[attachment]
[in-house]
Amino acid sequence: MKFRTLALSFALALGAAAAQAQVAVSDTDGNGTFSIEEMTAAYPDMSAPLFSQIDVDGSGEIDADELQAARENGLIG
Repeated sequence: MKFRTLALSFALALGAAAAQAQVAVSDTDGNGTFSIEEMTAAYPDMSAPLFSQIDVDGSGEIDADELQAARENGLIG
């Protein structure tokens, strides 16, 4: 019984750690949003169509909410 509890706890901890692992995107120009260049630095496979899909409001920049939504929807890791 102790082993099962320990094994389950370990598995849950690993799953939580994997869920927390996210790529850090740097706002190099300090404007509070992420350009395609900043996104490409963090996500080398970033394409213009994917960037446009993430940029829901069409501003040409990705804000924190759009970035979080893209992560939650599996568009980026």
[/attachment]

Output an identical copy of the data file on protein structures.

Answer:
[in-house]
Amino acid sequence: MKFRTLALSFALALGAAAAQAQVAVSDTDGNGTFSIEEMTAAYPDMSAPLFSQIDVDGSGEIDADELQAARENGLIG
Repeated sequence: MKFRTLALSFALALGAAAAQAQVAVSDTDGNGTFSIEEMTAAYPDMSAPLFSQIDVDGSGEIDADELQAARENGLIG
């Protein structure tokens, strides 16, 4: 019984750690949003169509909410 509890706890901890692992995107120009260049630095496979899909409001920049939504929807890791 102790082993099962320990094994389950370990598995849950690993799953939580994997869920927390996210790529850090740097706002190099300090404007509070992420350009395609900043996104490409963090996500080398970033394409213009994917960037446009993430940029829901069409501003040409990705804000924190759009970035979080893209992560939650599996568009980026």